"Russia can solve its problems in the course of three to four years or it can remained bogged in the mire for decades," said former Central Bank chairman Sergei Dubinin.


Government estimates show that foreign direct investments will decline this year to a miniscule $2.2 billion from $3.5 billion in 1998. They peaked at $6.2 billion in 1997 and have steadily declined since then.


In addition, recent economic successes are unlikely to last long unless domestic demand picks up and structural issues are addressed.


"A boost in exports would sooner or later clash with limits slapped on imports, like steel exports to the United States," says Dubinin.


Spurred by complaints of steel dumping by U.S. producers, Washington earlier this year imposed strict quotas on Russian steel. Domestic demand is unlikely to see an actual jump since living standards have plunged, with real per capita income down a quarter from last year. By mid-1999, 72 percent of Russians were claiming cash incomes of less than 1,000 rubles ($40) a month.


The government, saddled with debts, is unable to compensate for falling private consumption by spending more money.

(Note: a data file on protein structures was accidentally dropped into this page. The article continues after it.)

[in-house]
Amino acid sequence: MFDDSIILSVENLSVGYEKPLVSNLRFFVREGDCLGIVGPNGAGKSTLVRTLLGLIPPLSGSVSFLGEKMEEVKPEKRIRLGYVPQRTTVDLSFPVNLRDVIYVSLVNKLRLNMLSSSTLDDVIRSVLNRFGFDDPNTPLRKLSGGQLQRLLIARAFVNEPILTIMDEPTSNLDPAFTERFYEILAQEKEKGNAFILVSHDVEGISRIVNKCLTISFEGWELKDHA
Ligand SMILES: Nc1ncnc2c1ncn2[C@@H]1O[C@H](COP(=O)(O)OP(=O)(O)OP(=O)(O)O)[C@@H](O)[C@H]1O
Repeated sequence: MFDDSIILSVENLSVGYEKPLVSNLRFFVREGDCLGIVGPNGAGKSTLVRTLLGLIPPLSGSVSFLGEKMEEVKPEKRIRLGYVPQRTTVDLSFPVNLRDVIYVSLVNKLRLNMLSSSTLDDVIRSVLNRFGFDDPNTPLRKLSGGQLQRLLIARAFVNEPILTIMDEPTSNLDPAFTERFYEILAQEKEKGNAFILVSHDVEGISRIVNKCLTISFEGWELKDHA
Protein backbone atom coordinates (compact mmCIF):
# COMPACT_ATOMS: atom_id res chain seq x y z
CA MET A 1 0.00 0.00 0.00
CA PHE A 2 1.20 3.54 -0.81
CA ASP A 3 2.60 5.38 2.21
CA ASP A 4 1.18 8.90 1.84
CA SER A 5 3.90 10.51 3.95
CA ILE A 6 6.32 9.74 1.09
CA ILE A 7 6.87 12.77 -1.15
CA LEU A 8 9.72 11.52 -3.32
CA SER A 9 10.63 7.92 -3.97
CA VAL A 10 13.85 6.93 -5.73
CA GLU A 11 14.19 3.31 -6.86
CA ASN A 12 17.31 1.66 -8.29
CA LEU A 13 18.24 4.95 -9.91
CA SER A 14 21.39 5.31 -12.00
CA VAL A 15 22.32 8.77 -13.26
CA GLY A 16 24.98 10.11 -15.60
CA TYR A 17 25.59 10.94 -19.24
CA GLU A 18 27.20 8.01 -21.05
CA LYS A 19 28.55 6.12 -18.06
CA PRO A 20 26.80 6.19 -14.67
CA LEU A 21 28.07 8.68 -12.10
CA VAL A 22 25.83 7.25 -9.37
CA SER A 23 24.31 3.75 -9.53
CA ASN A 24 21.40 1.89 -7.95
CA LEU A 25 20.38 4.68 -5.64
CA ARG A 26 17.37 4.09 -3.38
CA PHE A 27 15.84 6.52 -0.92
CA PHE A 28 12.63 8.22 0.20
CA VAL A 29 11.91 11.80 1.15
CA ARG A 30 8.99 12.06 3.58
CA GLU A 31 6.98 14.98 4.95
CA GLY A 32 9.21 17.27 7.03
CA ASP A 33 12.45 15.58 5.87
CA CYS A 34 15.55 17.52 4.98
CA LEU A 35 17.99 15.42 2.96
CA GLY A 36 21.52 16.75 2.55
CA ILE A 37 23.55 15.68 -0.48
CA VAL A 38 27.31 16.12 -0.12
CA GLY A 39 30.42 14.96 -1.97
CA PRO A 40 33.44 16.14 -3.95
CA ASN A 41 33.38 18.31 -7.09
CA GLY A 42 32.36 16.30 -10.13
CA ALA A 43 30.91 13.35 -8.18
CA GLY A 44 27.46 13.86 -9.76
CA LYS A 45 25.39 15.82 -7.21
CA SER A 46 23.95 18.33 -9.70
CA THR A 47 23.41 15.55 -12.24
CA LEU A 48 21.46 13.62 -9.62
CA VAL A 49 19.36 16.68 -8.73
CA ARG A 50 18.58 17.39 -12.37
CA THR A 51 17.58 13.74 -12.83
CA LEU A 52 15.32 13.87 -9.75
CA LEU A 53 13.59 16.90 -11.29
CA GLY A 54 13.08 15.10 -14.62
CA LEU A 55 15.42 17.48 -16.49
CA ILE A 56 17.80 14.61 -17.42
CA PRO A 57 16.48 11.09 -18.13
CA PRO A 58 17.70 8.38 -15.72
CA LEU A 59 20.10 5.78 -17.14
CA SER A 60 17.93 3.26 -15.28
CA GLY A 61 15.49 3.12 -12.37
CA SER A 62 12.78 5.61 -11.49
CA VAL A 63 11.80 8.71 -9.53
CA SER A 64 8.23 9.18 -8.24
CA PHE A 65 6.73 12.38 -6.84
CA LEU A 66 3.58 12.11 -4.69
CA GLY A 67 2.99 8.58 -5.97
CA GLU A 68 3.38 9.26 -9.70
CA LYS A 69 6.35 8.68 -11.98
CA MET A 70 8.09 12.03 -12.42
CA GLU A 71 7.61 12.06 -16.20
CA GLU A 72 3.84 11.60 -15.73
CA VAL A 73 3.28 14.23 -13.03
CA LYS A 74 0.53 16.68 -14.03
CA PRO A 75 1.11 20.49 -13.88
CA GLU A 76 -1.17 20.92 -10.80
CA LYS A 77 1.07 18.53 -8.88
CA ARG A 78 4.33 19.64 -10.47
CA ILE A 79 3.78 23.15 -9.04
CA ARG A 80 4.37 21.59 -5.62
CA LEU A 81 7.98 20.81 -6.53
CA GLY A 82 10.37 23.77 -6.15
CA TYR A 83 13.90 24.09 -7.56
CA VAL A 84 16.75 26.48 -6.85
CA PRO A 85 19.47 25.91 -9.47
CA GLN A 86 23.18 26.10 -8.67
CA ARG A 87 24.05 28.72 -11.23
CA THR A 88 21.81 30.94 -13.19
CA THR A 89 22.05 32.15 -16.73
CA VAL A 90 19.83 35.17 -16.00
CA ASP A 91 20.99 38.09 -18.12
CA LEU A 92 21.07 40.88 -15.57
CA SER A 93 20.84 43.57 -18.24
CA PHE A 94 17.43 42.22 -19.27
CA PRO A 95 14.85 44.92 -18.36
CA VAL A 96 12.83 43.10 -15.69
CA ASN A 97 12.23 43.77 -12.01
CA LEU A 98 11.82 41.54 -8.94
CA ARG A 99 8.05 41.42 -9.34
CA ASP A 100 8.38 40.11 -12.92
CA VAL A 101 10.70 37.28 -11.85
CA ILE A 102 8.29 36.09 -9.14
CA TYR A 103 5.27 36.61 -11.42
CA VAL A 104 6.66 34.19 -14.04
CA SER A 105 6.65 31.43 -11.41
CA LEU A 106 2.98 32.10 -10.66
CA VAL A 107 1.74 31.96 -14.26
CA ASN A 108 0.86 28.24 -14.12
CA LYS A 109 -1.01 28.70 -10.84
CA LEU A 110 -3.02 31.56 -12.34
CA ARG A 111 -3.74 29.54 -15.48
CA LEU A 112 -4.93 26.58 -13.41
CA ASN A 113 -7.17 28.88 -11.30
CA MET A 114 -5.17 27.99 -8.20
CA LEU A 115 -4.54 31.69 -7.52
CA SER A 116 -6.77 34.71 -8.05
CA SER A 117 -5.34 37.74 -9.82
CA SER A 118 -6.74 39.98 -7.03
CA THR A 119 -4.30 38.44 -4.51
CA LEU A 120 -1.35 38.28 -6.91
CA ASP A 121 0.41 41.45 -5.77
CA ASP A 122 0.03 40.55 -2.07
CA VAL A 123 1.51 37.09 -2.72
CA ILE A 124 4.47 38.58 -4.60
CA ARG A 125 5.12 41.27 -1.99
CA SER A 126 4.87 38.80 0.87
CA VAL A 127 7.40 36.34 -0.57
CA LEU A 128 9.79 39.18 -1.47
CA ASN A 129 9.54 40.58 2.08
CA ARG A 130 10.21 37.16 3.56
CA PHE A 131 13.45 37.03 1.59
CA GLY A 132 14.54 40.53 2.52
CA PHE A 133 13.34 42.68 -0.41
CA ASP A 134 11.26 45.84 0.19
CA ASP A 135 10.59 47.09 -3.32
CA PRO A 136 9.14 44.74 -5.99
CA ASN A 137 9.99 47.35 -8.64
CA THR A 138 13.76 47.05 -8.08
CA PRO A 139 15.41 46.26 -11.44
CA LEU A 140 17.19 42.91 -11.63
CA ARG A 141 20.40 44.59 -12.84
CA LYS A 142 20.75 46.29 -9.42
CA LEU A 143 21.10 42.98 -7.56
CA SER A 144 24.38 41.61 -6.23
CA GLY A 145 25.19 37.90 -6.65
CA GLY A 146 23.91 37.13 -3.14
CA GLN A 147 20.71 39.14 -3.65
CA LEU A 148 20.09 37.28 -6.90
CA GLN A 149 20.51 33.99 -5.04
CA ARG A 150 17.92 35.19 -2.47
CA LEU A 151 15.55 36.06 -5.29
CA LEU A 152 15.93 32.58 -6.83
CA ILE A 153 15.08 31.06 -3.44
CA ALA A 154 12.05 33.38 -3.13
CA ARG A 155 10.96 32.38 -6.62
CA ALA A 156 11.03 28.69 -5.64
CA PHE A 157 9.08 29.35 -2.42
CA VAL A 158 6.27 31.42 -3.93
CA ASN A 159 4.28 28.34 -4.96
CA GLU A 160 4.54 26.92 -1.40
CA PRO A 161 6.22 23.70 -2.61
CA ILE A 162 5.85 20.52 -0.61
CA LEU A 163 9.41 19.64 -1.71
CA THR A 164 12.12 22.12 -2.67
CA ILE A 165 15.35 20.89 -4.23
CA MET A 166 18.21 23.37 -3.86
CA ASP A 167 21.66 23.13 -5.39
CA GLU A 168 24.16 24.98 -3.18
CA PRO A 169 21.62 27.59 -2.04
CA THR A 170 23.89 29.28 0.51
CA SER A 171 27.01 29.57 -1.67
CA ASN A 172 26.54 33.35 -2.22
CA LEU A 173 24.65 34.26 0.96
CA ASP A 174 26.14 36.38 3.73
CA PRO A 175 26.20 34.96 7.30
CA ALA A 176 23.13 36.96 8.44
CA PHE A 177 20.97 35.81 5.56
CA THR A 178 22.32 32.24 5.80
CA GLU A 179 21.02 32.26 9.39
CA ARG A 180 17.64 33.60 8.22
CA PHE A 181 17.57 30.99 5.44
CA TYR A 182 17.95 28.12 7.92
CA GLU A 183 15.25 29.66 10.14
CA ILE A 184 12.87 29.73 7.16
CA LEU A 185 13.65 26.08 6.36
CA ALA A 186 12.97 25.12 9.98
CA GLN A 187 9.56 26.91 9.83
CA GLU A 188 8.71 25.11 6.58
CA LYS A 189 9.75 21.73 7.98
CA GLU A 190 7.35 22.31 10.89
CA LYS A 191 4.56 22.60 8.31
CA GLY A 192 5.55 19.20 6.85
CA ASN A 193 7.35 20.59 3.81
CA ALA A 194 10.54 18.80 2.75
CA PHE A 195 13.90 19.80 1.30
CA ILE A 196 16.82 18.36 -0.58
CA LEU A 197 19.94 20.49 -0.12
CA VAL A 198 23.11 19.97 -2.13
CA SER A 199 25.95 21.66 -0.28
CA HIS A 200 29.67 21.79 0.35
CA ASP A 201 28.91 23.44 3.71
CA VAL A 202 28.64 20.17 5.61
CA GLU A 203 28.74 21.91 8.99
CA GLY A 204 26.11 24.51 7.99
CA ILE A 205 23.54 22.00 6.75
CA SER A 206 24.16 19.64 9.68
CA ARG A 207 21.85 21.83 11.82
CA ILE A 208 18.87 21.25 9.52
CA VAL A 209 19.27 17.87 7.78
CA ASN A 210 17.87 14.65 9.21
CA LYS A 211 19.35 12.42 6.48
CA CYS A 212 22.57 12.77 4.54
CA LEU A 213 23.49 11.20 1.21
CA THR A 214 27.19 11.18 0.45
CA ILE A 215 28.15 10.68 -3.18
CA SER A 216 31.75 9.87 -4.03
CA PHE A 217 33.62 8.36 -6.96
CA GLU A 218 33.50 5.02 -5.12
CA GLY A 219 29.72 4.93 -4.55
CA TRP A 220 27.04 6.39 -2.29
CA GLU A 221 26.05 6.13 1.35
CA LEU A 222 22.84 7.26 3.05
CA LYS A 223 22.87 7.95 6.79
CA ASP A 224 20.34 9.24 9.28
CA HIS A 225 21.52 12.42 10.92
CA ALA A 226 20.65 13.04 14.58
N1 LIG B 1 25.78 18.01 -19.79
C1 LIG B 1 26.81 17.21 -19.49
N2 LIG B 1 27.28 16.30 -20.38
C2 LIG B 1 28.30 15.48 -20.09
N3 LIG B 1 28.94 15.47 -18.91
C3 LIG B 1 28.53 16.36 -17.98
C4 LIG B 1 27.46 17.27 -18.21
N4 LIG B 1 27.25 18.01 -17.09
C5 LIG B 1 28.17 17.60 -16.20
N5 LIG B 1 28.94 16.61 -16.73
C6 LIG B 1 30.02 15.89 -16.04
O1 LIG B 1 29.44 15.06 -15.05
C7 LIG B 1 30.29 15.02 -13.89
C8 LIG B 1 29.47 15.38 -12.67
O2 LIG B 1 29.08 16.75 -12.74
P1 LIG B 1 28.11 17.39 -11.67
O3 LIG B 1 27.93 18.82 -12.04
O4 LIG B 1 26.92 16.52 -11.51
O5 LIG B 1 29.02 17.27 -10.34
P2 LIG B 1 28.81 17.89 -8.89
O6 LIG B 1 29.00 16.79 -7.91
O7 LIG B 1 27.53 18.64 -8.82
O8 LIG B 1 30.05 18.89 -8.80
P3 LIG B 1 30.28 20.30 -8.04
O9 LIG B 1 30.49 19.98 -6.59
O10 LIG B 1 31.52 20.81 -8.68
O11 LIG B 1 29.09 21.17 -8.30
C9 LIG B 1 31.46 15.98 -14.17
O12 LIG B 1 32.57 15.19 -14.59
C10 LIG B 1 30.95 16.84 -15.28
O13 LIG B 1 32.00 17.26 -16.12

And then there is the disastrously uncertain political situation, as was so dramatically underlined by President Boris Yeltsin's decision to sack his prime minister for the fourth time in 17 months and the second time in three months.


With State Duma elections due in December and presidential polls slated for June 2000, few firms are brave enough to make investment decisions now, said Yevgeny Gavrilenkov, deputy director of Bureau of Economic Analysis.


However, this year's surprisingly good economic performance has raised hopes that the foundations for a free market are now strong enough to survive the end of the Yeltsin era.


"The country will become more stable and predictable no matter who takes the helm at the next elections," Gavrilenkov says.


The next president will have no choice but to act on issues like property rights, taxation and corporate restructuring, economists said.


"The new president, be it [Moscow Mayor Yury] Luzhkov, Primakov or one of the [other] ex-prime ministers, will simply be forced to tackle these problems by the sequence of events, even if this goes against his personal will," said Andrei Neshchadin, head of the Expert Institute.